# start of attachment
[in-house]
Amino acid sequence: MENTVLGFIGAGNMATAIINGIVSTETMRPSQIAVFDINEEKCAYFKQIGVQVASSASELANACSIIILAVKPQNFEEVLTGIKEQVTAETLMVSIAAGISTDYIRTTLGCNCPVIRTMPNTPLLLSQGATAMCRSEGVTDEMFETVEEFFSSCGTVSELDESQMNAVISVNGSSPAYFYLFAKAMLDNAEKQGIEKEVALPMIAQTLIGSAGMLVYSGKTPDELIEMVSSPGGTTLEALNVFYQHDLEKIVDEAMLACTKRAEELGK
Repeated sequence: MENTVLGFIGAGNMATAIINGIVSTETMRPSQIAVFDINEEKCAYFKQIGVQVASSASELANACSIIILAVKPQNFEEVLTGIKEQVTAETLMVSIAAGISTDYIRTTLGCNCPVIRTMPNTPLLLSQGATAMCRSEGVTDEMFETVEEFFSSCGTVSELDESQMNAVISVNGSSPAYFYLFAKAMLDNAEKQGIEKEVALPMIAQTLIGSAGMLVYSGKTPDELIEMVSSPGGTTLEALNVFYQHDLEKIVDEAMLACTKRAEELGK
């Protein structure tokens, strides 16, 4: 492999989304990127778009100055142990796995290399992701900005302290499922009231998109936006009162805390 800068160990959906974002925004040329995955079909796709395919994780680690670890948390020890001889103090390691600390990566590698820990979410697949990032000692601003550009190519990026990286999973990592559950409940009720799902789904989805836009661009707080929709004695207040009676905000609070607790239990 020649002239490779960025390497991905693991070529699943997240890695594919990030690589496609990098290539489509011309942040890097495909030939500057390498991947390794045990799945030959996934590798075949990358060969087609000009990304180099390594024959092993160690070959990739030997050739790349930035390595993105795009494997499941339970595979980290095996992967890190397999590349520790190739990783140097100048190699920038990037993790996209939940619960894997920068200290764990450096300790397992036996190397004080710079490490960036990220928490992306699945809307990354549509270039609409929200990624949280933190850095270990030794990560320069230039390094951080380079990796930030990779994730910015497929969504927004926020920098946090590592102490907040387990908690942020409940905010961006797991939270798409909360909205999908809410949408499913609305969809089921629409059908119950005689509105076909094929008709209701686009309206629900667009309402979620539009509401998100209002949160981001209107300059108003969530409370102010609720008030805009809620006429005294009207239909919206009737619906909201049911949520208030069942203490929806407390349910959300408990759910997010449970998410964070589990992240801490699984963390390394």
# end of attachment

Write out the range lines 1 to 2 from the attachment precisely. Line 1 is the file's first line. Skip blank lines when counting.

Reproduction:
[in-house]
Amino acid sequence: MENTVLGFIGAGNMATAIINGIVSTETMRPSQIAVFDINEEKCAYFKQIGVQVASSASELANACSIIILAVKPQNFEEVLTGIKEQVTAETLMVSIAAGISTDYIRTTLGCNCPVIRTMPNTPLLLSQGATAMCRSEGVTDEMFETVEEFFSSCGTVSELDESQMNAVISVNGSSPAYFYLFAKAMLDNAEKQGIEKEVALPMIAQTLIGSAGMLVYSGKTPDELIEMVSSPGGTTLEALNVFYQHDLEKIVDEAMLACTKRAEELGK